Helper roles of NK and CD8+ T cells in the induction of tumor immunity
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The work in our laboratory addresses two interrelated areas of dendritic cell (DC) biology: (1) the role of DCs as mediators of feedback interactions between NK cells, CD8+ and CD4+ T cells; and (2) the possibility to use such feedback and the paradigms derived from anti-viral responses, to promote the induction of therapeutic immunity against cancer. We observed that CD8+ T cells and NK cells, the classical “effector” cells, also play “helper” roles, regulating ability of DCs to induce type-1 immune immunity, critical for fighting tumors and intracellular pathogens. Our work aims to delineate which pathways of NK and CD8+ T cell activation result in their helper activity, and to identify the molecular mechanisms allowing them to induce type-1 polarized DCs (DC1s) with selectively enhanced ability to promote type-1 responses and anti-cancer immunity. The results of these studies allowed us and our colleagues to design phase I/II clinical trials incorporating the paradigms of DC polarization and helper activity of effector cells in cancer immunotherapy.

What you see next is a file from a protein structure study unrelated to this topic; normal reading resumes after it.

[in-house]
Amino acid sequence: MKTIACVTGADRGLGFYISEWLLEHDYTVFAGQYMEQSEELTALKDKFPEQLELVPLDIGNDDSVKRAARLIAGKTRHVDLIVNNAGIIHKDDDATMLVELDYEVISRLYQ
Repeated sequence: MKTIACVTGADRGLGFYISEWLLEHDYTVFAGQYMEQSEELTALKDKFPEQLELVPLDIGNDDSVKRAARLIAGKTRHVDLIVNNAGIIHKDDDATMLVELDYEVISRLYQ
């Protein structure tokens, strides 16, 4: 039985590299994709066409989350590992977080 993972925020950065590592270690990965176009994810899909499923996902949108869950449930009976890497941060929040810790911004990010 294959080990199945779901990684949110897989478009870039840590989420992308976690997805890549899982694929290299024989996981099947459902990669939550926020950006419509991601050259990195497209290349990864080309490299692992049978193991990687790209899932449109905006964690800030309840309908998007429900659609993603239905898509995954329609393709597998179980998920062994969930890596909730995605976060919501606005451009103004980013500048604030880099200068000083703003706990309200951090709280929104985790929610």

Key WordsDendric cells Cancer Immunotherapy Vaccines Th 1 CTL NK cells Clinical trials Melanoma Colorectal cancer Prostate cancer
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